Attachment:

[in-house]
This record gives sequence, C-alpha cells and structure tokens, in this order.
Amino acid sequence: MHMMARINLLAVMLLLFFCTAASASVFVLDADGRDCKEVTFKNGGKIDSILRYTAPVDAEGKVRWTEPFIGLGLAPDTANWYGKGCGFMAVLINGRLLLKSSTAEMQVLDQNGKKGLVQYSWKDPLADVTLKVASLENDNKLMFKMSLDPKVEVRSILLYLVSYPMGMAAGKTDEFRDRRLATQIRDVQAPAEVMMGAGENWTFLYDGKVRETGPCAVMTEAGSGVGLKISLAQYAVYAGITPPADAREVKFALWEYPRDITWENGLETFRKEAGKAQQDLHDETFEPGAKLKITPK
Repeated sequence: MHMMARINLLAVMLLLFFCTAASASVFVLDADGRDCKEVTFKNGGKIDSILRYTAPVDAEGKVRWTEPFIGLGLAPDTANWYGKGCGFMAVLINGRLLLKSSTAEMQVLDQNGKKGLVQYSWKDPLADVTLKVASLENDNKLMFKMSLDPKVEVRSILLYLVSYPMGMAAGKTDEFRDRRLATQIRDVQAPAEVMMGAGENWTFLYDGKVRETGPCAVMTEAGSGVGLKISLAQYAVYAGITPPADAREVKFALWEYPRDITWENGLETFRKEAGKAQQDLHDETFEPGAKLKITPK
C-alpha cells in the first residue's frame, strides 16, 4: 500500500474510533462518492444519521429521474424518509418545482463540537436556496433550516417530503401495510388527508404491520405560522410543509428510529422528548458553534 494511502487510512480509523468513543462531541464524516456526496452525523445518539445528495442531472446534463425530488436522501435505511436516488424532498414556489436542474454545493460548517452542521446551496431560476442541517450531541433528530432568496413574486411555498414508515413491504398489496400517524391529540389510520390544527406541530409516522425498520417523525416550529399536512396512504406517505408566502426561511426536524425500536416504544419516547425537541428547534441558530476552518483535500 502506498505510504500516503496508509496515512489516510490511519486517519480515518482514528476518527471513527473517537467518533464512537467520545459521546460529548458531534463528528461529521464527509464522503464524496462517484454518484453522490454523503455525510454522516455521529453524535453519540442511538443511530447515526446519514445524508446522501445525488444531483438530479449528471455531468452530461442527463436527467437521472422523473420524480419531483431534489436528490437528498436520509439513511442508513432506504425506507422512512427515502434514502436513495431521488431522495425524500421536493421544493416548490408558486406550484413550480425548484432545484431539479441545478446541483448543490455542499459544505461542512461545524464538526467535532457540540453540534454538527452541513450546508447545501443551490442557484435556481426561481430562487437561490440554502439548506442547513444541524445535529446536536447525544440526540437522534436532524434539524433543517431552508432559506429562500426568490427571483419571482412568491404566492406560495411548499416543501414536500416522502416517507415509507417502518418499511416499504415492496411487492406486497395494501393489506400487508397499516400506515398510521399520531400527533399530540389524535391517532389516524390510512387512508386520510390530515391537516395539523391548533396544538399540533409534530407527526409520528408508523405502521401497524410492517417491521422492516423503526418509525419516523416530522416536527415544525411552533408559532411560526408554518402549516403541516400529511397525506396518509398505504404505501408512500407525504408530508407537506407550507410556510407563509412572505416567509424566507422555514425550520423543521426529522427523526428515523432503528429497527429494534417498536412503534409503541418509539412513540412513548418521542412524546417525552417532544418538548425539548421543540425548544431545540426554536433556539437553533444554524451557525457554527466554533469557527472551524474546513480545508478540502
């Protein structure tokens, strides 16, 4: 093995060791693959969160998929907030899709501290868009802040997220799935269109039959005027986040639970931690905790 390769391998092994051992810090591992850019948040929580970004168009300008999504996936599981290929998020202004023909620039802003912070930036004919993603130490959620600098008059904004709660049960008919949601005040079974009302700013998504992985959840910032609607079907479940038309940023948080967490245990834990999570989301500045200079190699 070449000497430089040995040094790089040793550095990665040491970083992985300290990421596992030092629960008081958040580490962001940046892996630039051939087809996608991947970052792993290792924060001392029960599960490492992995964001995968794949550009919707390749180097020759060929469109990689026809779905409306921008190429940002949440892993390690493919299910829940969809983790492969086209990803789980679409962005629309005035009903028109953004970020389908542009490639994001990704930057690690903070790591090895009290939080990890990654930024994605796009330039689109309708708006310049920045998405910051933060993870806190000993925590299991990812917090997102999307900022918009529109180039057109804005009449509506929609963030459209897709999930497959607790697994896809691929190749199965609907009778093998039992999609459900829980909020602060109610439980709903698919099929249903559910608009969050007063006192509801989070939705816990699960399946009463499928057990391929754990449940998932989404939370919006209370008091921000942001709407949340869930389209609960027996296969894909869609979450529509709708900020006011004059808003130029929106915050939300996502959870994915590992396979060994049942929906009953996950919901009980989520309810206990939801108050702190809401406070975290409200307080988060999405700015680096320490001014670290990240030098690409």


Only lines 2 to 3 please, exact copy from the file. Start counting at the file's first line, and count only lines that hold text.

This record gives sequence, C-alpha cells and structure tokens, in this order.
Amino acid sequence: MHMMARINLLAVMLLLFFCTAASASVFVLDADGRDCKEVTFKNGGKIDSILRYTAPVDAEGKVRWTEPFIGLGLAPDTANWYGKGCGFMAVLINGRLLLKSSTAEMQVLDQNGKKGLVQYSWKDPLADVTLKVASLENDNKLMFKMSLDPKVEVRSILLYLVSYPMGMAAGKTDEFRDRRLATQIRDVQAPAEVMMGAGENWTFLYDGKVRETGPCAVMTEAGSGVGLKISLAQYAVYAGITPPADAREVKFALWEYPRDITWENGLETFRKEAGKAQQDLHDETFEPGAKLKITPK